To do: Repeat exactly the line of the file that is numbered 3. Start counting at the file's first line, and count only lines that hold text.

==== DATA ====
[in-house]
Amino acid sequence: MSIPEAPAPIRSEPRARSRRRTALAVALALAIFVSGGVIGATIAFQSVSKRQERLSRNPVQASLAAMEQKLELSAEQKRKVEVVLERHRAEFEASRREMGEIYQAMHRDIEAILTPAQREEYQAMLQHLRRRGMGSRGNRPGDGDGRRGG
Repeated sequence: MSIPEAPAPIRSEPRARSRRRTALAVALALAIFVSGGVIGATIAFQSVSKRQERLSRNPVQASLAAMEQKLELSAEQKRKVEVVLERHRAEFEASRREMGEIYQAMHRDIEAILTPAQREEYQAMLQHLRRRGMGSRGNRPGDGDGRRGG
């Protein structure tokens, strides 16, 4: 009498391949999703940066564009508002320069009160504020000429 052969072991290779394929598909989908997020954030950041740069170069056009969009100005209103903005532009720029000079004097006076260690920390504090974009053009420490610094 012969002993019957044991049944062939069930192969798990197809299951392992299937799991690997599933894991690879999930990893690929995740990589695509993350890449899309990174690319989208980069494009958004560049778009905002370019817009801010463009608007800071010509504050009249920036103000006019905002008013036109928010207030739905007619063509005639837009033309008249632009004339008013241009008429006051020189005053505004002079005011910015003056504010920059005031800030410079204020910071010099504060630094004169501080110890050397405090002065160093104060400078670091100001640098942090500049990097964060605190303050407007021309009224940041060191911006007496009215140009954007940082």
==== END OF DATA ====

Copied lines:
Repeated sequence: MSIPEAPAPIRSEPRARSRRRTALAVALALAIFVSGGVIGATIAFQSVSKRQERLSRNPVQASLAAMEQKLELSAEQKRKVEVVLERHRAEFEASRREMGEIYQAMHRDIEAILTPAQREEYQAMLQHLRRRGMGSRGNRPGDGDGRRGG